Nanowires are Hot

by Griffin Merians

A study conducted in Taiwan and published in Nanoscale Research Letters, found that the use of silicon nanowires can be used to improve solar thermal energy efficiency. Solar energy is the most abundant source of renewable energy on our planet, and using thermal energy to capture this energy could play a key role in increasing our use of this form of alternative energy. Solar thermal energy is comparatively inexpensive, easy to implement, and efficient compared to many other forms of energy, and using silicon nanowires could be the latest breakthrough in improving this efficiency. Silicon and silicon nanowires are used extensively in photovoltaic electrical energy generation, but have not traditionally been used extensively in thermal energy collection. However, new research into the thermal properties of silicon nanowires has found they are significantly more efficient in thermal conversion than traditional silicon plates. Continue reading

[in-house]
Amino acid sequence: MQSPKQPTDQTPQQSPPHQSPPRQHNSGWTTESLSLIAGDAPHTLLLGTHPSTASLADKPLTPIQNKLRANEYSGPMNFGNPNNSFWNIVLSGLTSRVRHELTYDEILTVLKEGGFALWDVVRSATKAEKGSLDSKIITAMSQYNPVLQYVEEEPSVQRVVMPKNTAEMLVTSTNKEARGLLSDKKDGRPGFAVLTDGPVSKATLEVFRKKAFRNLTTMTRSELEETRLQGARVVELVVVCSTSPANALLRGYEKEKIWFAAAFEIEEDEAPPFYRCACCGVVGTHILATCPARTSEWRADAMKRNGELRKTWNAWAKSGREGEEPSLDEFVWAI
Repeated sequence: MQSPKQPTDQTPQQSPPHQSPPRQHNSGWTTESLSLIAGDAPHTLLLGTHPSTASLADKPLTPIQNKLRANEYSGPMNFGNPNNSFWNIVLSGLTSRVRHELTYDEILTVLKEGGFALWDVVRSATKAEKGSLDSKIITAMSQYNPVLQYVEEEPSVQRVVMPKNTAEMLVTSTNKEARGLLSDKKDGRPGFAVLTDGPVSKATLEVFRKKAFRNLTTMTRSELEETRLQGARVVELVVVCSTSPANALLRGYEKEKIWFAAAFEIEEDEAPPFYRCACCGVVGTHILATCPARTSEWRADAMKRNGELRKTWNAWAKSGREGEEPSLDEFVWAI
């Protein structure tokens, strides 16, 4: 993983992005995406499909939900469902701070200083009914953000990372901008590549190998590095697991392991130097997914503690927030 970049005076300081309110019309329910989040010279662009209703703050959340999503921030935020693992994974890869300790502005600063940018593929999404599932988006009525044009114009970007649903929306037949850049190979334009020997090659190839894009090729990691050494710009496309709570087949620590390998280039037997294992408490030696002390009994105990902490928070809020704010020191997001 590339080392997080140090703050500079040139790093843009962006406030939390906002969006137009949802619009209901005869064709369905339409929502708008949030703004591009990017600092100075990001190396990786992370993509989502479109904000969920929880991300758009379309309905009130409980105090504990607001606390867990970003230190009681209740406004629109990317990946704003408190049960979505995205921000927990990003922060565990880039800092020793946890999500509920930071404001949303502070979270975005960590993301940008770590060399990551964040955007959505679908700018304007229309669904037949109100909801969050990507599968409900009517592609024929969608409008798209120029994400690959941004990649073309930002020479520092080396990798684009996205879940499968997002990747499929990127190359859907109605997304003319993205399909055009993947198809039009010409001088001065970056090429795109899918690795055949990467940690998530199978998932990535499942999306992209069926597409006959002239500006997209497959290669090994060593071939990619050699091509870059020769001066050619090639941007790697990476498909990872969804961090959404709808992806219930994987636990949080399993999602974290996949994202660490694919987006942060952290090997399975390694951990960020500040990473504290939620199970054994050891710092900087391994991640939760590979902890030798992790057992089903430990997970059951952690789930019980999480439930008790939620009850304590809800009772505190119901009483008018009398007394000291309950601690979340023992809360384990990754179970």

Everything is Better Deep-Fried

by Briton Lee

Scientists have been searching for a way to make batteries hold longer charges, on both a commercial and industrial scale. South Korean researchers have made headway in this development, creating a form of 3D graphene “pom-poms” that have a much more efficient energy capacitance than normal graphene.

Graphene can be used as a supercapacitor due to its stability, high conductivity, and large surface area. 3D graphene capacitors are even better because their greater surface area enhances their capacitance. Graphene capacitors are relatively simple, with a carbon-only structure, and versatile enough to incorporate into batteries as electrodes. However, current ways of manufacturing graphene electrodes yield thin films that may stack and aggregate, which decreases surface area and makes the resulting material more difficult to process. These issues have led to the development of graphene foams and aerogels, but these can’t be used as electrodes because they’re too irregular and not as carbon-dense. Thus, scientists are currently looking to develop ways to create 3D carbon nanostructures for potential use as battery electrodes. Continue reading